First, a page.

functions that work either way (that is, functions that let you query the
server for the share list or query the Browser for the server list, or
both...depending on what you want your application to do).

> >> 2. Given that smbc_opendir() is returning -1, should errno be set to
> >> something other than 0 to help identify the problem -- even though the NT
> >> errno from which errno is being derived was "success"?
> >
> > Dunno.  Would have to check the workings of that function.  If those
> > values indicate an empty list, then it's behaving correctly.
> 0 indicates success, -1 indicates error with errno set to indicate which
> error occurred, a la many posix functions.  There is no time that I know
> of, in posix functions, that -1 is returned but errno set to 0.  An empty
> list should probably be returned as a successful return value of 0.  (OTOH,
> this is not really a successful result with an empty set since the result
> came from the wrong MB.)

Right, but the failure is in the name-to-IP resolution, not the
NetServerEnum2 call.

Re: Posix...  I'm not sure what Richard's design goals were but returning
posix-style results is a reasonable thing to do.  Have to ask him.  :)

> Is it ever possible for a MB to advertise itself as the MB for a workgroup,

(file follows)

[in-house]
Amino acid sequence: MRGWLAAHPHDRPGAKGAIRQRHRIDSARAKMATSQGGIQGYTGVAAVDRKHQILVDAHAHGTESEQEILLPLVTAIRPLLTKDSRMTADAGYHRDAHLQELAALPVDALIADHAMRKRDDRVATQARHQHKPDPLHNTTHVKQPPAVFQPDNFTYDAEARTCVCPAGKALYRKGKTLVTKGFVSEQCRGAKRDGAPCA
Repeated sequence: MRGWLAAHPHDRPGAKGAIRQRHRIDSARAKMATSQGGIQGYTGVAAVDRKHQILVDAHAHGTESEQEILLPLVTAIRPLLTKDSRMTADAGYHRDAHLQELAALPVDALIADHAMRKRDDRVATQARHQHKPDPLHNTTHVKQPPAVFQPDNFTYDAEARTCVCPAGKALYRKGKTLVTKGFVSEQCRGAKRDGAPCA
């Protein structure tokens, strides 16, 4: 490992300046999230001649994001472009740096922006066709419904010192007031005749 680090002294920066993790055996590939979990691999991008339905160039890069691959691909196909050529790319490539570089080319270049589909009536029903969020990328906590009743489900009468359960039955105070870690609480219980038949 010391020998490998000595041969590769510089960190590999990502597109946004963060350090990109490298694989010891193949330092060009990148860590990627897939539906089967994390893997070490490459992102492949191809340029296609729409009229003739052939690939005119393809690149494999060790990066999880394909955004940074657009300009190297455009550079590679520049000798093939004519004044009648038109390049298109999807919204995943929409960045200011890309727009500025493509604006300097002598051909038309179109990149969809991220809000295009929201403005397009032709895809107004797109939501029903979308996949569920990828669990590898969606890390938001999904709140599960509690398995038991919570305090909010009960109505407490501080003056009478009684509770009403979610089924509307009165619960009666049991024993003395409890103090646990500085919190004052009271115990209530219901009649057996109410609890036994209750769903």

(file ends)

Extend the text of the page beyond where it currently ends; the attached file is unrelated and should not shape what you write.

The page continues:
> but then return an empty list of servers?

At first I thought it might be, but as you say...

> It was my understanding that the
> negotiation for master browser required a server in that workgroup to
> determine whether it should be the MB, so it should at a minimum, return
> itself...  No?

Even if the LMB is not offering any other services it should list itself as
the LMB (SV_TYPE_MASTER_BROWSER == 0x00040000).  It would be interesting to
see what request mask is being sent by libsmbclient (again, Ethereal).

An Ethereal trace would show which IP address was being queried for the list
of servers.  The thing to do then would be to send a node status query to
that IP address and see if it really believes itself to be the LMB for the

Hope that helps.

Chris -)-----

"Implementing CIFS - the Common Internet FileSystem" ISBN: 013047116X
Samba Team --     -)-----   Christopher R. Hertel
jCIFS Team --   -)-----   ubiqx development, uninq.
ubiqx Team --     -)-----   crh at
OnLineBook --    -)-----   crh at